Over the last quarter, we have been developing our hygiene kit which aims to provide all of our students in Kampong Cham with a toothbrush, toothpaste and soap.
This last quarter we have been developing our hygiene initiative to launch in the beginning of 2019.
Having researched barriers the community of Kampong Cham face when attempting to access education or skilled employment, one barrier is access to basic healthcare. Included in this, is access to affordable healthcare equipment such as soap, toothpaste and toothbrushes. Accompanied by the diabetes epidemic, and lax sugar restrictions in Cambodia, students become unable to maintain good hygiene standards and face costly dental treatment or discrimination when seeking job opportunities due to poor dental hygiene.
In order to tackle this, we have been developing a project to provide each student we teach a hygiene kit comprising of a bar of soap, toothpaste and toothbrush. We will also be working with our National Scholar to conduct workshops raising awareness about the importance of toothbrushing and hand washing. Finally, we will be training local leaders- led by our National Scholar Kimyi Yong, to conduct surveys in order to understand the impact of this project, and if these hygiene kits are used daily.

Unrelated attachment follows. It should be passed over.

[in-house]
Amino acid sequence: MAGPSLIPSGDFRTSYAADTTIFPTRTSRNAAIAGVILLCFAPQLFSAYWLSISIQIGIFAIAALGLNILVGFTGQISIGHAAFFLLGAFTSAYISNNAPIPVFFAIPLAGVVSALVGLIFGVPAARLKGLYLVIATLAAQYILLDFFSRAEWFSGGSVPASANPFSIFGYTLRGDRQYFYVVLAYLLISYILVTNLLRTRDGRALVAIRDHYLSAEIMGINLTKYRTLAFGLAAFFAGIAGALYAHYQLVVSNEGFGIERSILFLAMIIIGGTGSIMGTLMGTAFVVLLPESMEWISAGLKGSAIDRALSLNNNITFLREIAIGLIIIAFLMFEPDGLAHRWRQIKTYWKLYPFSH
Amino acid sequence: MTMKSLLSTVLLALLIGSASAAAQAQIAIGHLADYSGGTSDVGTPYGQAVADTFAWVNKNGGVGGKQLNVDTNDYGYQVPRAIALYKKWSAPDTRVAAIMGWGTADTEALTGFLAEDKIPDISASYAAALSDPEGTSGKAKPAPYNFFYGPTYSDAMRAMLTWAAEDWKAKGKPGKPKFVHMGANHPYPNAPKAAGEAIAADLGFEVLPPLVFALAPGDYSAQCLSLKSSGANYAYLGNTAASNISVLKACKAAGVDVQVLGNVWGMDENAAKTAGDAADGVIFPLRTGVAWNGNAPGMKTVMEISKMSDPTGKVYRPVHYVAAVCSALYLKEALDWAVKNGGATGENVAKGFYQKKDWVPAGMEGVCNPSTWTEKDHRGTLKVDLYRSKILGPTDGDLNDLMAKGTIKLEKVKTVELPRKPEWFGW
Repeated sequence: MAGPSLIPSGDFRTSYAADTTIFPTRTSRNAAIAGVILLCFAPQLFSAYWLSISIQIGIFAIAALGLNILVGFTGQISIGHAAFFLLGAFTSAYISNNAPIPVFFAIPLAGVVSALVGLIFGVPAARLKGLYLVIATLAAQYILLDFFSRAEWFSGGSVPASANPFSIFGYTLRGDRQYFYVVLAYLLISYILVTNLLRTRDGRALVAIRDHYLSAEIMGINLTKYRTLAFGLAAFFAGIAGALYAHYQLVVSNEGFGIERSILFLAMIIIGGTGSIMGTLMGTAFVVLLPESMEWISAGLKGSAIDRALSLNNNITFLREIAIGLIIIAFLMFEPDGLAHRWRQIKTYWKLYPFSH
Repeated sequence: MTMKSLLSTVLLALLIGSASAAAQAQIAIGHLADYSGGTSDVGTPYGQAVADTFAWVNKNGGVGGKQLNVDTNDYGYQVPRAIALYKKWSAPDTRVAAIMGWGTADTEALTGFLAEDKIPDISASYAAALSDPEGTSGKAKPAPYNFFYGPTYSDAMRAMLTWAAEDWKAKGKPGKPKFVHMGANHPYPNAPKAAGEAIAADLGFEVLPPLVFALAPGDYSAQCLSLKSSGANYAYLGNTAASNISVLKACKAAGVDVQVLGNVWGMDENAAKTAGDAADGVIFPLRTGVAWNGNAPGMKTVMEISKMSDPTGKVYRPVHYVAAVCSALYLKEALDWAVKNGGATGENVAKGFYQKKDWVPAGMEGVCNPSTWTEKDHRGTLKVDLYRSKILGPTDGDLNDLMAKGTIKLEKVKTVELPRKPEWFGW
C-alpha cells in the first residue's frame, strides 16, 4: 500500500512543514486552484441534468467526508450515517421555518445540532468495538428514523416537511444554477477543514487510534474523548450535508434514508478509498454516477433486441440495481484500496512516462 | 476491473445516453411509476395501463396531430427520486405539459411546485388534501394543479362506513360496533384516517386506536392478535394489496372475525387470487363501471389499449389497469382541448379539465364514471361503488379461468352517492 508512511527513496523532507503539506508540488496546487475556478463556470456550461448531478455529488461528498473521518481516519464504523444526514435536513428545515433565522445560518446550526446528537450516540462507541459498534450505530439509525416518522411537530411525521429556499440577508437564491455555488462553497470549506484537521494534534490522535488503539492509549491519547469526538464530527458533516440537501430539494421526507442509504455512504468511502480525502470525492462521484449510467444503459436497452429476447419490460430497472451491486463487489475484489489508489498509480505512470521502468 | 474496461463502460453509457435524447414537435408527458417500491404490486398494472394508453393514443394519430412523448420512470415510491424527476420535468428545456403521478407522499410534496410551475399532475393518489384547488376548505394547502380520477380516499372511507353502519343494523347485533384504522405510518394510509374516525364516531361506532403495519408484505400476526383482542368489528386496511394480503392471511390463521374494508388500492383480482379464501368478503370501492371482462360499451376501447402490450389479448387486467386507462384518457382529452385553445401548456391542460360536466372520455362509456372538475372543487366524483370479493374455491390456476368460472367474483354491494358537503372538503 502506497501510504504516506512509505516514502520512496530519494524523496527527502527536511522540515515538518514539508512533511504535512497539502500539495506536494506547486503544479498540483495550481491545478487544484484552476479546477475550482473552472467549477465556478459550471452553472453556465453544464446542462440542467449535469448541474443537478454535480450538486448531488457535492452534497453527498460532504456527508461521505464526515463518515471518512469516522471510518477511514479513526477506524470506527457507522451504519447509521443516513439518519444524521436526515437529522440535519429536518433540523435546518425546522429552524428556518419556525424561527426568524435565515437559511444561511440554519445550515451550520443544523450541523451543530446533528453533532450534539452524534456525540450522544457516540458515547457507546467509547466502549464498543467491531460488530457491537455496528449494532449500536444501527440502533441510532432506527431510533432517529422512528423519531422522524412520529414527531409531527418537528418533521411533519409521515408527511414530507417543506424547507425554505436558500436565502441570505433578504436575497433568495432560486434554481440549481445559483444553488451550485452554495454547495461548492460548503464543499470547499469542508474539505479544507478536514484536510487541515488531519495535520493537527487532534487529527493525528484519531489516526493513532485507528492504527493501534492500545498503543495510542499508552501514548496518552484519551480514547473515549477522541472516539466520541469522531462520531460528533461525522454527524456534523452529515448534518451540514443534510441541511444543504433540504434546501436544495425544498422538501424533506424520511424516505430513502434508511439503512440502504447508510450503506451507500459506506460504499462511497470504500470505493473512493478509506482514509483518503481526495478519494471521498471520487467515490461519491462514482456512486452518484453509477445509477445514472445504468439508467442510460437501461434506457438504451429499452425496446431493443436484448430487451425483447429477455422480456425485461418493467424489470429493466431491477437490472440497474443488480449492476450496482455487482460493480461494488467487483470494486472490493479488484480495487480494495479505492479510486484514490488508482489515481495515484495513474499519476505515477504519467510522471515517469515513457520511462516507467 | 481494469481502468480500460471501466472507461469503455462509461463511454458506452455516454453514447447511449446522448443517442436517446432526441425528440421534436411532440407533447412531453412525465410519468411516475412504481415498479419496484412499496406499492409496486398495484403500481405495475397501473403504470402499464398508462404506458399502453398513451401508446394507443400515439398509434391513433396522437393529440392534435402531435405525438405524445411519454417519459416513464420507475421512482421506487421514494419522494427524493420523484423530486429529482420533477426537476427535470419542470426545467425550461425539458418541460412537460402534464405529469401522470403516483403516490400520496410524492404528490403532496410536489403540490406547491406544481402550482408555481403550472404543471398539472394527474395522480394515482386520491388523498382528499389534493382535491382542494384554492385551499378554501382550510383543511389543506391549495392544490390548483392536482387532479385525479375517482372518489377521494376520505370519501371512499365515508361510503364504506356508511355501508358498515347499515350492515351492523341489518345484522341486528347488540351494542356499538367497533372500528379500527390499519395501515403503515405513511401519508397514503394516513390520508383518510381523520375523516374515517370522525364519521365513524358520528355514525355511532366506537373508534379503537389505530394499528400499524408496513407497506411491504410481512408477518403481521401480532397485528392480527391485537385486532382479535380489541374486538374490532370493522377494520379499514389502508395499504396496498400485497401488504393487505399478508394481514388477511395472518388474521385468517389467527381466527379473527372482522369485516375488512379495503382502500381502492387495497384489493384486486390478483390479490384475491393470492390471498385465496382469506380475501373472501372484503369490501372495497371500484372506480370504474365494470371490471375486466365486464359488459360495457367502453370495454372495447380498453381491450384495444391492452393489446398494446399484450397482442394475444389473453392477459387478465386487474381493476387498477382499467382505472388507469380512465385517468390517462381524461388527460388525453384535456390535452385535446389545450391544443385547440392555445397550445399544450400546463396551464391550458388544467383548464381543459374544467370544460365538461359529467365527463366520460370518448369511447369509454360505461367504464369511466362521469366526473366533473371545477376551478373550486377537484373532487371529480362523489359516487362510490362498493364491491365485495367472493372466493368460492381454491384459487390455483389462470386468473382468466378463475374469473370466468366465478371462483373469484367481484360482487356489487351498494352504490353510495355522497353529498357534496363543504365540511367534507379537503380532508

To begin our initiative, we have planned a fundraiser for January 2019. This will be in order to collect vital funds that the GVI Trust can utilise to purchase a hygiene kit for every student. We plan to engage local businesses who can donate products to The GVI Trust as well as organisations internationally.
We aim to raise approximately $600 to ensure we can replace toothbrushes that are worn, and replenish toothpaste and soap as it is used. We will also conduct regular fundraising to ensure that we can continue to support this initiative.
We are excited to expand our outreach by working on issues pertaining to health and well-being. Moving forward, we are interested in providing more healthcare workshops to ensure our students and their families have access to medical treatment and preventative measures to non-communicable diseases, such as diabetes, or communicable diseases such as dengue fever- both prevalent in Cambodia.